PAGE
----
Thirteen Ghosts

(Steve Beck, USA, 2001)


A story in which a character named Kriticos (F. Murray Abraham) is decapitated within the first three minutes grabs the immediate attention of a film reviewer.

There turns out to be an entire Kriticos family ripe for every kind of sadistic menacing in Thirteen Ghosts.

Actually, the implied malice meted out to critics pales in comparison to the later treatment of lawyers. A member of this profession finds himself sliced neatly in half, while in a nearby room another character asks: "Did the lawyer split?".

Thirteen Ghosts is a listless blend of horror, action and comedy. A remake of a little-known William Castle B movie from 1960, it tweaks the vogue for haunted house stories (handled superbly in The Others [2001]) by adding a vein of self-parody familiar from the Scream series and overlaying an ambitious architectural design concept.

Most of the film takes place in a bizarre house whose rooms mechanically reconfigure themselves at regular intervals – an idea perhaps borrowed from the low budget, Canadian sci-fi movie Cube (1998).

Arthur (Tony Shalhoub) races around labyrinthine corridors trying to protect his children, Kathy (Shannon Elizabeth) and Bobby (Alec Roberts), and their feisty minder, Maggie (Rah Digga), from a troupe of ugly ghosts – the most memorable of whom is a naked, disfigured, knife wielding teen known solemnly as The Angry Princess.

When Lev Manovich, a "digital theorist" from America, spoke at Cinemedia in Melbourne, he declared that narrative is "the most boring thing on the planet" and that only "spaces and environments" matter in the newest forms of art. Thirteen Ghosts is a perfect illustration of how futile this aesthetic preference for place over plot can be.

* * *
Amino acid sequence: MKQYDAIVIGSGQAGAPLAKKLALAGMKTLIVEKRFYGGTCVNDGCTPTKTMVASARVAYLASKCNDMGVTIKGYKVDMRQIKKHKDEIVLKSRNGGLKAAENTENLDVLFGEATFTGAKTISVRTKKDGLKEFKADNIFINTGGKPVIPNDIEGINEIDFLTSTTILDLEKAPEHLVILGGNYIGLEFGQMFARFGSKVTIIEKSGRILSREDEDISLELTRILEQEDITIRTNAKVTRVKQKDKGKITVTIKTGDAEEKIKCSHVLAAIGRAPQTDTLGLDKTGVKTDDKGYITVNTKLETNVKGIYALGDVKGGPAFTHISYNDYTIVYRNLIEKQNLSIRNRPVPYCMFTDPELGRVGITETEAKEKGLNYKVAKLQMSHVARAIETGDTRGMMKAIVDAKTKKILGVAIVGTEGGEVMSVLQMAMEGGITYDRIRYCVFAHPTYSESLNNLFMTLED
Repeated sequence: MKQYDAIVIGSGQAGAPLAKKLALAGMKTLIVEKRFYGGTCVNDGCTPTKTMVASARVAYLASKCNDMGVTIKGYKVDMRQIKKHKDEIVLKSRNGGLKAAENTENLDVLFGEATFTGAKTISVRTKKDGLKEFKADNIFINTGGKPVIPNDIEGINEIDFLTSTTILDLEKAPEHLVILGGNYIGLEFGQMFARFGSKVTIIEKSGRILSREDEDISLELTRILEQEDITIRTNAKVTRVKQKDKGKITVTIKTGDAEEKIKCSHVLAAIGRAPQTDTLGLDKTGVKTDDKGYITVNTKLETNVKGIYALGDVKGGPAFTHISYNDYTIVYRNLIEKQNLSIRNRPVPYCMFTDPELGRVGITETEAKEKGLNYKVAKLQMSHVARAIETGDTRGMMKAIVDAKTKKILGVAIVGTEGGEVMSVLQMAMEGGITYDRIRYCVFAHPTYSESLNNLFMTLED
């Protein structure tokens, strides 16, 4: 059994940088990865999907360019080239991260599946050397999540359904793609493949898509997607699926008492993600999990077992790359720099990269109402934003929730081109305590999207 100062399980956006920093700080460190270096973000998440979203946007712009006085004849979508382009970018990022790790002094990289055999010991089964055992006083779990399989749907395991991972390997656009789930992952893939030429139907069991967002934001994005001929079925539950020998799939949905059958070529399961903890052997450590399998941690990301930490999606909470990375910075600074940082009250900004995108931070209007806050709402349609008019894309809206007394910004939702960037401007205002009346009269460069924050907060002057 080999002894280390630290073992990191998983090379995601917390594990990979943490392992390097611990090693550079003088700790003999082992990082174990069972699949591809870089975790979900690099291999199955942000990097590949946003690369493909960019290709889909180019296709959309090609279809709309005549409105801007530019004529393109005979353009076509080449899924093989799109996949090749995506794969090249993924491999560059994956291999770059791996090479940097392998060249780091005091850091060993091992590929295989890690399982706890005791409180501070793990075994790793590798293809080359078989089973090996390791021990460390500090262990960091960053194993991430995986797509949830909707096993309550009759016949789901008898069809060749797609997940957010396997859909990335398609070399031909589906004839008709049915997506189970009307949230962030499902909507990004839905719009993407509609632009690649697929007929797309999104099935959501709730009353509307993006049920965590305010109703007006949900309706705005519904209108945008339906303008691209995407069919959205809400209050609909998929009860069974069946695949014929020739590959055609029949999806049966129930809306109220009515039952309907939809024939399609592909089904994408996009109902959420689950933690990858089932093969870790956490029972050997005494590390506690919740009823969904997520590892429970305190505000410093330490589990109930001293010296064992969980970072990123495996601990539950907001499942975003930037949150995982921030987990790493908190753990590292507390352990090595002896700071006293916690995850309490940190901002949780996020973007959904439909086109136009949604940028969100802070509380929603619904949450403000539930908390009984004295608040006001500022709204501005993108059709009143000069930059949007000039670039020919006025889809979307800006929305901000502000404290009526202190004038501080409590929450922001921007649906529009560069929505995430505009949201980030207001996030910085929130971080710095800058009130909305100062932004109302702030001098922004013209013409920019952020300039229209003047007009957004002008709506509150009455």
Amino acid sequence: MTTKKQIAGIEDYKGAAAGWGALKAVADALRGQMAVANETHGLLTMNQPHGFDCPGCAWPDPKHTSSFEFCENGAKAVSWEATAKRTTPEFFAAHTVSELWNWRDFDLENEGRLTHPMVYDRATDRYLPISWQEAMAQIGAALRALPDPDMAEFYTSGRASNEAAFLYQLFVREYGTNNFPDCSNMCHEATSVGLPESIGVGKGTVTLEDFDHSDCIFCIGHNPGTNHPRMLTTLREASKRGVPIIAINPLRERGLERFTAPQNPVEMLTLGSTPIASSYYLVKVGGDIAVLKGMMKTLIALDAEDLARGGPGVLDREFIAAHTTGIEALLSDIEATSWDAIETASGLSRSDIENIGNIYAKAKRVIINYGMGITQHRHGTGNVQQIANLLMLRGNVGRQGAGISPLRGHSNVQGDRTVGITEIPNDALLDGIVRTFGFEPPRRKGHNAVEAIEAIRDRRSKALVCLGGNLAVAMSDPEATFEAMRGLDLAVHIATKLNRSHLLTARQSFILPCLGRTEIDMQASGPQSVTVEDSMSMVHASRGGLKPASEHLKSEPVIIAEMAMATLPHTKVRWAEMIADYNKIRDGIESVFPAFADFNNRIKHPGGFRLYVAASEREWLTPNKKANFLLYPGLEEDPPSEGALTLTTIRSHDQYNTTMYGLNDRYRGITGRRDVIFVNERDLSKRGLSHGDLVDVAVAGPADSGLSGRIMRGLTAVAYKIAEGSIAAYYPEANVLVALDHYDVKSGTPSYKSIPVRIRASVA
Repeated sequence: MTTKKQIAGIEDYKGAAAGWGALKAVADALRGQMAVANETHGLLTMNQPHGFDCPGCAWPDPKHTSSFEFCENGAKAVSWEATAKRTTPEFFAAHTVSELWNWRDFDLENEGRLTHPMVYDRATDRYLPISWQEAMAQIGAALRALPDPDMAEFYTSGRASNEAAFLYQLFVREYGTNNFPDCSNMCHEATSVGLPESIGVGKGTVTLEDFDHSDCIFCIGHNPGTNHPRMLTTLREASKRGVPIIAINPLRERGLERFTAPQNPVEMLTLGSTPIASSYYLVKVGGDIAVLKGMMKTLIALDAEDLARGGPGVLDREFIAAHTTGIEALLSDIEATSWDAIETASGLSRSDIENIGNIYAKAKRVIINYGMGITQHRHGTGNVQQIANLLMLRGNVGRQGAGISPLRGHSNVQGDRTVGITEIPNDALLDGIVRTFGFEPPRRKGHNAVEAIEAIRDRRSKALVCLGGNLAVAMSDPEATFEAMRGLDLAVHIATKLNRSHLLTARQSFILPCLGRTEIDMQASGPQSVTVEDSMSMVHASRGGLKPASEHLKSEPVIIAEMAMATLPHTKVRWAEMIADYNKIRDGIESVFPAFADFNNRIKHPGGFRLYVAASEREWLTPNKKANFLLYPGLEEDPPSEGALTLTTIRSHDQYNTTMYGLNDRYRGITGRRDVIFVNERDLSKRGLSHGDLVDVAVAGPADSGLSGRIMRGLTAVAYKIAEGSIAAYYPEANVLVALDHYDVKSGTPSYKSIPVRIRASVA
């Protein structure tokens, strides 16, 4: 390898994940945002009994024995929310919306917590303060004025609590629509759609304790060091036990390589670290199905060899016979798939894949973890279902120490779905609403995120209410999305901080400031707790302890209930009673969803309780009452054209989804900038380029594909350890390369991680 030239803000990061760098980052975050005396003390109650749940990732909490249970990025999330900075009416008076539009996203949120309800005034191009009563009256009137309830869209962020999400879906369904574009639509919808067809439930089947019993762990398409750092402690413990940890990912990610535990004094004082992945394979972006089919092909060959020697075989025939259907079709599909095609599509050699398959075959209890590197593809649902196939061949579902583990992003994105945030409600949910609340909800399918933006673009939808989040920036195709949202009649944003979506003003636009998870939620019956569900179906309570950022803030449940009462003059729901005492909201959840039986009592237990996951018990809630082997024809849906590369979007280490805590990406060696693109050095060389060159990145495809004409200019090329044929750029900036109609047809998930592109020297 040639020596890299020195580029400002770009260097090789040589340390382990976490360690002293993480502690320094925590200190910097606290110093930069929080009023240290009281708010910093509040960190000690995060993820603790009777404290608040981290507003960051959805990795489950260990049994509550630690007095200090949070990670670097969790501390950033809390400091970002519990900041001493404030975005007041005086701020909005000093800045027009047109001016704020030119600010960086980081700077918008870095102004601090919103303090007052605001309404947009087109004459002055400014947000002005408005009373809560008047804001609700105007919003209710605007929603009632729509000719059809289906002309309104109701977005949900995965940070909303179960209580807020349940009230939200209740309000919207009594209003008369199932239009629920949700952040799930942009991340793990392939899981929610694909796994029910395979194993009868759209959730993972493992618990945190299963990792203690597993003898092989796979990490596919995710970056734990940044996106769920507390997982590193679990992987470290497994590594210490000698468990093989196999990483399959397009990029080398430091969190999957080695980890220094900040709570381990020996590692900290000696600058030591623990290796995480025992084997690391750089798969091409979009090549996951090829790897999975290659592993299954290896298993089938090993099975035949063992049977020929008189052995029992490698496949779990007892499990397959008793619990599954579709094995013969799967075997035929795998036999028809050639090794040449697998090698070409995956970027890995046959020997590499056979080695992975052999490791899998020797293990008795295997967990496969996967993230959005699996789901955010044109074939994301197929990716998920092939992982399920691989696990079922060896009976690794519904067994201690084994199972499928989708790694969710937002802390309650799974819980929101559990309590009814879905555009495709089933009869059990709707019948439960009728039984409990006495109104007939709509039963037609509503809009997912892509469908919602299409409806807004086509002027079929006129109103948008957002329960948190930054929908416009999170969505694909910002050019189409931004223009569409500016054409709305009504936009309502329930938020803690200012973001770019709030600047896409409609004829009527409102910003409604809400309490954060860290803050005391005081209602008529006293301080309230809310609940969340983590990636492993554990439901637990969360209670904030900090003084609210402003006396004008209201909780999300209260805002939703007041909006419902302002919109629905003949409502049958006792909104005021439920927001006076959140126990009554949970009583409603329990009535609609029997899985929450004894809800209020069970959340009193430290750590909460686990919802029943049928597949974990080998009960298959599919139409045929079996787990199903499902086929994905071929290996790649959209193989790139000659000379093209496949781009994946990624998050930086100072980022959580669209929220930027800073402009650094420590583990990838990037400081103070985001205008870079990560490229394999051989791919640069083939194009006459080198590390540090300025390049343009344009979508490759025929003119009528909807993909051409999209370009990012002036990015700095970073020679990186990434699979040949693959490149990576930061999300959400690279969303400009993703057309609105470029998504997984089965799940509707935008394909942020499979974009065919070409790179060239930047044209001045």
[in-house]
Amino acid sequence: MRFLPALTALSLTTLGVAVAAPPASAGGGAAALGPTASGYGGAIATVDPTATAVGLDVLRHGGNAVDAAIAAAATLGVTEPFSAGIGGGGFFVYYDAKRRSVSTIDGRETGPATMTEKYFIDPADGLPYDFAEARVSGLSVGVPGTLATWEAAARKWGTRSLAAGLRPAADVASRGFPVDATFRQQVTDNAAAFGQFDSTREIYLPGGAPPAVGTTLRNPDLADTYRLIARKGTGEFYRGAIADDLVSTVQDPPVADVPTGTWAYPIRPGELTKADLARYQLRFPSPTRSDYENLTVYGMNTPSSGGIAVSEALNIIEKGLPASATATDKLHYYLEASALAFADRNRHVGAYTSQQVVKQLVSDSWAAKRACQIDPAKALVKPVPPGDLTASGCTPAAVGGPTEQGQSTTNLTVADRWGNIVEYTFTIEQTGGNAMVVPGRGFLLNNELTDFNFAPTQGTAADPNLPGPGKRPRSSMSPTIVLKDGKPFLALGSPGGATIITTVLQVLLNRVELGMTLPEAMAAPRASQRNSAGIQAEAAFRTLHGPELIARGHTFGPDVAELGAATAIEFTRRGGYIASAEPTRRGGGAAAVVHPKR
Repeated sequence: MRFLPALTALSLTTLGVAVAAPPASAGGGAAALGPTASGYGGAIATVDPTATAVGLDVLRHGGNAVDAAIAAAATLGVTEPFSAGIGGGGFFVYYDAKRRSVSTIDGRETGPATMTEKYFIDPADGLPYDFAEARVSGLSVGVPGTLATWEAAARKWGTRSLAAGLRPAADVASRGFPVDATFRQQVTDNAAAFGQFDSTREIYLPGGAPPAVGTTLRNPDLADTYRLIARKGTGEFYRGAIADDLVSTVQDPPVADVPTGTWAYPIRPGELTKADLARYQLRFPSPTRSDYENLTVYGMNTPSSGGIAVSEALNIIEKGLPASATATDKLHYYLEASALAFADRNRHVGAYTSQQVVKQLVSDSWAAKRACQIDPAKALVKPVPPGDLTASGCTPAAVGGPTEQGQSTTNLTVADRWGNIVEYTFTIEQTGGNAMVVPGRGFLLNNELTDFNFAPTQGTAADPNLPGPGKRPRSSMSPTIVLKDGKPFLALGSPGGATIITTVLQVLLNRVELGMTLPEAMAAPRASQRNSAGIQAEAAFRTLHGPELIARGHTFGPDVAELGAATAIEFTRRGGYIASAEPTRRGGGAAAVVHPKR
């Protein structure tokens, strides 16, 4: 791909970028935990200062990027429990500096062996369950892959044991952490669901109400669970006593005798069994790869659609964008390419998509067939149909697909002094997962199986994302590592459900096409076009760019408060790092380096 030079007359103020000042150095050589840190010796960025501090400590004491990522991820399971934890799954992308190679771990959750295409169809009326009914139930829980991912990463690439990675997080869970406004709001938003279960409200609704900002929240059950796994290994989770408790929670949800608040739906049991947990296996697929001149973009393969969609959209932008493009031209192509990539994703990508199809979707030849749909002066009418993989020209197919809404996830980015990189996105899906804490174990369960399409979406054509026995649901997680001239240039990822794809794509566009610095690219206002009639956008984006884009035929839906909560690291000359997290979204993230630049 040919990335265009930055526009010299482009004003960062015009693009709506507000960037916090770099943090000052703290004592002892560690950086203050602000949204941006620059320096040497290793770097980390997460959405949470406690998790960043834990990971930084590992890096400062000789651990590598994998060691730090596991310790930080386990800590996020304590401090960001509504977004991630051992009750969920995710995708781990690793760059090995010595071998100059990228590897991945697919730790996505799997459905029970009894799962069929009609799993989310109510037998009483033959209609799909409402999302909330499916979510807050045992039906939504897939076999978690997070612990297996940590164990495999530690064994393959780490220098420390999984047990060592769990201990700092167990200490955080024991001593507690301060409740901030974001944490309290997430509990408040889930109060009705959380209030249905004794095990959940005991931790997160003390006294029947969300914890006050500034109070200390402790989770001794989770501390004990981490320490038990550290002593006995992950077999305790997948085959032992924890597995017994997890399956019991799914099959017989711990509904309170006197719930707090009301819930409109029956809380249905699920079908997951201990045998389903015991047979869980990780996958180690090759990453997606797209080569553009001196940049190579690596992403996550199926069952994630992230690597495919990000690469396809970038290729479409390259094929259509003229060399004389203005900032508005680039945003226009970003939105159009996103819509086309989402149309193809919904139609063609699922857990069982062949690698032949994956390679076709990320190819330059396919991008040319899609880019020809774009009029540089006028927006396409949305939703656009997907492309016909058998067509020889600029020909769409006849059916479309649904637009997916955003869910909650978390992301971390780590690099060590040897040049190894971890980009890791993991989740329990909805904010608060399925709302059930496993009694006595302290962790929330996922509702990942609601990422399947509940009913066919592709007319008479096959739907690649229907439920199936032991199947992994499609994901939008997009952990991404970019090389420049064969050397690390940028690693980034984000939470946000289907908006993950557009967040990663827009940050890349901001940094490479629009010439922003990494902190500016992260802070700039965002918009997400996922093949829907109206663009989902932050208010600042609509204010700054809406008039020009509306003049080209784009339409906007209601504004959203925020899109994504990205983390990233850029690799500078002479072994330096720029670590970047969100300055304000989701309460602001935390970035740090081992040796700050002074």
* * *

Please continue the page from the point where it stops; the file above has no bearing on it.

Director Steve Beck comes from a visual effects background, and he tries his hardest to make his debut film into a video game. As the characters fight their way from room to room and level to level, the mutilated corpses of humans and ghosts alike indifferently disappear in the blink of an eye.

Contemporary ghost tales, such as Ghosts of Mars (2001) and Thirteen Ghosts, display a warlike theme that chimes in rather eerily with current world events. While the crusading Kalina (Embeth Davidtz) rages around the house like an old leftie labouring to "liberate the ghosts", our heroes keep muttering that they are "behind enemy lines" and must dispense righteous justice accordingly.

Future cinema historians will have to pay attention to this banal exercise for one reason only – in the wake of David Fincher's Seven (1995), which is officially transcribed by pedants as Se7en because that is how it appears on screen, this movie pompously styles itself as Thir13en Ghosts.

MORE Beck: Ghost Ship

MORE game-play films: The Ninth Gate, Mortal Kombat, Super Mario Bros.

© Adrian Martin December 2001

Film Critic: Adrian Martin
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